Contributed by Clinton L. Carbon, Director, Office of Multicultural Affairs
On the morning of April 11th, five D-E students and I boarded a school bus headed to Riverdale Country School for the Second Annual Young Men of Color Symposium entitled “iMatter: My Words, My Actions, My Life.” Symposium attendees included LeRoy Barr III ’20, Seon Layne ’16, Jalen Watson ’18, Naseer Wilson ’18 and Qadir Wilson ’20.
The symposium was a leadership conference for young men of color, grades 6-12, in independent schools in the New York City area. The day featured workshops and opportunities for participants to learn skills geared toward self-advocacy and academic achievement. The goal of the event was to create a collaborative community of schools serving young men of color. The symposium leadership wrote in their invitation to attend: “What our young men can be is often limited by stereotypes and prejudice, driven by comments like ‘You’re not Asian/Black/Latino/Middle Eastern/Native enough’ or ‘You’re not a real man.’ This year’s conference will address the complexities, similarities and differences that exist amongst our young men of color.”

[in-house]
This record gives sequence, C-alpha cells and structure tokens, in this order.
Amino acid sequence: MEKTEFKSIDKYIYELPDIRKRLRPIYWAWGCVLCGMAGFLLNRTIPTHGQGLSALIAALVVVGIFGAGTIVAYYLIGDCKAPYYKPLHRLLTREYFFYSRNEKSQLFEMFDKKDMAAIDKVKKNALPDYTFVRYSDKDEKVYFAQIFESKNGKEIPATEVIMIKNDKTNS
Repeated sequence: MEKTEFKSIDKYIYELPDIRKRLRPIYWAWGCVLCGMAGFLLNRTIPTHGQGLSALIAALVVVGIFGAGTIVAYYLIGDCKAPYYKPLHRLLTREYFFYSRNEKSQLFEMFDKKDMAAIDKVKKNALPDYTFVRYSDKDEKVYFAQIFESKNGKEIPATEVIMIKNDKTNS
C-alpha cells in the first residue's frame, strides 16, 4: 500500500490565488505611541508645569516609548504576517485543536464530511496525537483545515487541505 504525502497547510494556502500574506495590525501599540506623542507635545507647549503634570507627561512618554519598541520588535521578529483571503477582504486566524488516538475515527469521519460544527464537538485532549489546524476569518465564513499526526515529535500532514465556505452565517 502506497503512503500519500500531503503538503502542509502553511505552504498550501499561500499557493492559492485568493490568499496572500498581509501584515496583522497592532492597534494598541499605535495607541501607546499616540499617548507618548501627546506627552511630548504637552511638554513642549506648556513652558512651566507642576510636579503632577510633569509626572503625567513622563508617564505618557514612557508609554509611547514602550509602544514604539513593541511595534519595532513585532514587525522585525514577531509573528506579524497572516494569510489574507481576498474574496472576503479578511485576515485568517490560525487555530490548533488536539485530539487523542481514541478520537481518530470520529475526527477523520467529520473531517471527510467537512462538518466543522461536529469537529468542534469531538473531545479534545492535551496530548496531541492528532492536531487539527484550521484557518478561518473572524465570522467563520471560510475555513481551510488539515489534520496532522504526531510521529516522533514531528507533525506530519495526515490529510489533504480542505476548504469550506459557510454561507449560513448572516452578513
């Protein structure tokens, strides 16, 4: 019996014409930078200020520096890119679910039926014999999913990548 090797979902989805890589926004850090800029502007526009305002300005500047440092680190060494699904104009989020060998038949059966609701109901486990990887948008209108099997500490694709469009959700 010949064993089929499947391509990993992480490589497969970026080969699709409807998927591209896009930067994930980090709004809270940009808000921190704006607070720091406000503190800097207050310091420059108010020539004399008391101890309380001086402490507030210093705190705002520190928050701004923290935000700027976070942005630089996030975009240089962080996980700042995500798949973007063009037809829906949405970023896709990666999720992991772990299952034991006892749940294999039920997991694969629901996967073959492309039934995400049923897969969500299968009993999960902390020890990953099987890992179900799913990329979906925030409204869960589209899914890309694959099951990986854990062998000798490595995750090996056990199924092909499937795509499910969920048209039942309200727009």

Carlos Andres Gomez, an award winning poet, actor, speaker, and writer from NYC, was the keynote speaker and framed the day by highlighting the complexities and multiplicities that exist for each individual as he challenged and reimagined modern manhood for all who attended. Gomez stated, “The hope is… that men and boys might start to reconsider the way they want to be manly, what kind of men they want to be, when you start asking questions challenging the status quo for what it means to be a man; it forces men… to reconsider all these very destructive symptoms of patriarchy.”